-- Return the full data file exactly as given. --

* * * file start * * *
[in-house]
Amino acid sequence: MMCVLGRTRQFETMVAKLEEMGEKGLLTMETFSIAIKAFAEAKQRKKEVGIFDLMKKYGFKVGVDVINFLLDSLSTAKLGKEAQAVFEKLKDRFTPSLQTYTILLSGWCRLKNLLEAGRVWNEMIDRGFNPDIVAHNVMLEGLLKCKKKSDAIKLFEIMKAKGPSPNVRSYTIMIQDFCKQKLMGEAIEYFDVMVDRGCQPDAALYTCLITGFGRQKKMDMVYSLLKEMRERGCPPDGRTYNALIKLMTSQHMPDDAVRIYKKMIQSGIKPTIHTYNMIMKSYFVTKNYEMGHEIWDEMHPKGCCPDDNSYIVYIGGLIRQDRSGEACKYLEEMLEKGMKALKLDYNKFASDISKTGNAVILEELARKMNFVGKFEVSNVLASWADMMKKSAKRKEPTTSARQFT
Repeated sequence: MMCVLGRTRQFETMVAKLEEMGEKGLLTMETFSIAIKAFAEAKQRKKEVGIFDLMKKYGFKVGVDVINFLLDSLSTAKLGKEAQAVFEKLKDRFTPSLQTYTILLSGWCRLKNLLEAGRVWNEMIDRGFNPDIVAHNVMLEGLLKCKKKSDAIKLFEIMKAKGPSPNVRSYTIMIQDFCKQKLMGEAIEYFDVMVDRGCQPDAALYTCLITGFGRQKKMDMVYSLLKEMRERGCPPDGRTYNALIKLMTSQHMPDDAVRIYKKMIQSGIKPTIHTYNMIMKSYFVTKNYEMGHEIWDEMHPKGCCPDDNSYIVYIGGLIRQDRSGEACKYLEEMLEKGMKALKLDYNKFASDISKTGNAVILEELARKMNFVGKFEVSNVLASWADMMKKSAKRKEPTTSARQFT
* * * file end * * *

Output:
[in-house]
Amino acid sequence: MMCVLGRTRQFETMVAKLEEMGEKGLLTMETFSIAIKAFAEAKQRKKEVGIFDLMKKYGFKVGVDVINFLLDSLSTAKLGKEAQAVFEKLKDRFTPSLQTYTILLSGWCRLKNLLEAGRVWNEMIDRGFNPDIVAHNVMLEGLLKCKKKSDAIKLFEIMKAKGPSPNVRSYTIMIQDFCKQKLMGEAIEYFDVMVDRGCQPDAALYTCLITGFGRQKKMDMVYSLLKEMRERGCPPDGRTYNALIKLMTSQHMPDDAVRIYKKMIQSGIKPTIHTYNMIMKSYFVTKNYEMGHEIWDEMHPKGCCPDDNSYIVYIGGLIRQDRSGEACKYLEEMLEKGMKALKLDYNKFASDISKTGNAVILEELARKMNFVGKFEVSNVLASWADMMKKSAKRKEPTTSARQFT
Repeated sequence: MMCVLGRTRQFETMVAKLEEMGEKGLLTMETFSIAIKAFAEAKQRKKEVGIFDLMKKYGFKVGVDVINFLLDSLSTAKLGKEAQAVFEKLKDRFTPSLQTYTILLSGWCRLKNLLEAGRVWNEMIDRGFNPDIVAHNVMLEGLLKCKKKSDAIKLFEIMKAKGPSPNVRSYTIMIQDFCKQKLMGEAIEYFDVMVDRGCQPDAALYTCLITGFGRQKKMDMVYSLLKEMRERGCPPDGRTYNALIKLMTSQHMPDDAVRIYKKMIQSGIKPTIHTYNMIMKSYFVTKNYEMGHEIWDEMHPKGCCPDDNSYIVYIGGLIRQDRSGEACKYLEEMLEKGMKALKLDYNKFASDISKTGNAVILEELARKMNFVGKFEVSNVLASWADMMKKSAKRKEPTTSARQFT